Software manufacturer Aurora Labs and Infineon are collaborating on over-the-air (OTA) update capabilities for the automotive industry. The new solution is expected to significantly reduce data costs and troubleshooting times when software is transferred.
To this end, Aurora Labs plans to port its AI-driven OTA update and downtime prediction technology to Infineon’s Aurix TC3xx and TC4xx microcontrollers.
OTA updates are already an essential requirement for the Software Defined Vehicle (SDV). As vehicles become more complex and there is pressure to bring new features to market faster, the auto industry expects the number of updates per year to increase dramatically. For OEMs, it follows that the cost of OTA updates must be reduced and updates must be as seamless as possible.
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With their collaboration, Infineon and Aurora Labs combine expertise in technologies such as software intelligence, semiconductors and AI to make the entire software lifecycle more efficient, from development to quality assurance, certification and software updates. Infineon’s microcontrollers of the Aurix TC3xx and TC4xx families along with associated sensor technology are at the center of this.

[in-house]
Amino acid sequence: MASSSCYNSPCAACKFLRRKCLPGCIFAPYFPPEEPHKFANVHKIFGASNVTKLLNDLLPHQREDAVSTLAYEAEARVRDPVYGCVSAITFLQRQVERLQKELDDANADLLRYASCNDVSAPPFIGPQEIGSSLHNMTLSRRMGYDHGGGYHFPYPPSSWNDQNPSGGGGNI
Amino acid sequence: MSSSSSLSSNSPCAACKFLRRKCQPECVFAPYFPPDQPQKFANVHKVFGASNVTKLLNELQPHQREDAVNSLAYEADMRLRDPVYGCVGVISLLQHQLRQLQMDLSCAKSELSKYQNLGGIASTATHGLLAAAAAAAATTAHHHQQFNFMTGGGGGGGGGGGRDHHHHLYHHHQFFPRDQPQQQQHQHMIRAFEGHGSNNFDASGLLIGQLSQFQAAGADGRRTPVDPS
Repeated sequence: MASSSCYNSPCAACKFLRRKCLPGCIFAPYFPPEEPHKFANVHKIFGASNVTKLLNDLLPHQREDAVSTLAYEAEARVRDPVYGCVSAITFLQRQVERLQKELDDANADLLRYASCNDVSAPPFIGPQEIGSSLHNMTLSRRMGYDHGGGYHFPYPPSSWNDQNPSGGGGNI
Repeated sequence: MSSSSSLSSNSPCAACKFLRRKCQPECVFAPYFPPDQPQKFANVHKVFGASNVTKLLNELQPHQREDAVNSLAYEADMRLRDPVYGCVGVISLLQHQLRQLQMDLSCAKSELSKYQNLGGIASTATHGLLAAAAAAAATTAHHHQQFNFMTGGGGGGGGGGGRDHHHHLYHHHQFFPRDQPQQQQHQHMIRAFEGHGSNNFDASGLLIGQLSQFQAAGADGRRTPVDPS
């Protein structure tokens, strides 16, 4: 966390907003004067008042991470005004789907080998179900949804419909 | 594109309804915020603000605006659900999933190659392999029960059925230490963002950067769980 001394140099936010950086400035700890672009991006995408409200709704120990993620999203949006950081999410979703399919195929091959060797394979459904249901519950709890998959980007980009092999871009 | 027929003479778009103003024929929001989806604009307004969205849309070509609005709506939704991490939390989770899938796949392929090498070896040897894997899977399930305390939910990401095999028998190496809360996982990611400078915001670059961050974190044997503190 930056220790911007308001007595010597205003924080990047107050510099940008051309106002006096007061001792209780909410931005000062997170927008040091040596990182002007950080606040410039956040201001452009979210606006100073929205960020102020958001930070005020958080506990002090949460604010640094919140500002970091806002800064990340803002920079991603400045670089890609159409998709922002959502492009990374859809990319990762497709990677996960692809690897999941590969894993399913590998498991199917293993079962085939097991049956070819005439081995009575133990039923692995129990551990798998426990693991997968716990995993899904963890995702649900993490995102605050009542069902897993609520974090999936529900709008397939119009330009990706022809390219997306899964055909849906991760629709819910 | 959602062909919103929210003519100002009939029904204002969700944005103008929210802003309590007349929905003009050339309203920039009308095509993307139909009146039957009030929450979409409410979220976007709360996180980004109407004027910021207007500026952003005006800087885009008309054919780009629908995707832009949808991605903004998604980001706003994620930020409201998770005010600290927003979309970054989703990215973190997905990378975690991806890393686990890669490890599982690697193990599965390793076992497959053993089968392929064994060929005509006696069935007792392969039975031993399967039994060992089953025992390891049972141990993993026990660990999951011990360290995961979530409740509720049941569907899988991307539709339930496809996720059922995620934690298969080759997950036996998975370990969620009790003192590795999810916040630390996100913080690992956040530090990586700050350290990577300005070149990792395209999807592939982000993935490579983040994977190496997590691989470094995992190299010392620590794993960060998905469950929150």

The AI-based line-of-code intelligence technology from Aurora Labs will be integrated into the Aurix chipsets at an early stage in the software development cycle. The goal is to create the industry’s smallest update files for 10 times faster, more secure and fully redundant over-the-air software updates without requiring additional memory or incurring mobile data transmission costs. Aurora Labs’ technology offers significant economic benefits to the automotive industry with a cost-benefit ratio, the software provider touts: This technology saves on the cost of device hardware and up to 98% of the cost of data transmission for software updates without downtime – and also without the need to maintain expensive dual flash banks in the ECUs . With Infineon’s PPU architecture, Aurora Labs’ line-of-code intelligence technology can monitor device software for behavioral deviations to detect errors in advance and predict downtime to improve the quality of vehicle software, even while the vehicle is in motion.
The new solution will be demonstrated at Infineon’s booth at the CES in Las Vegas (West Hall, booth no. 3829)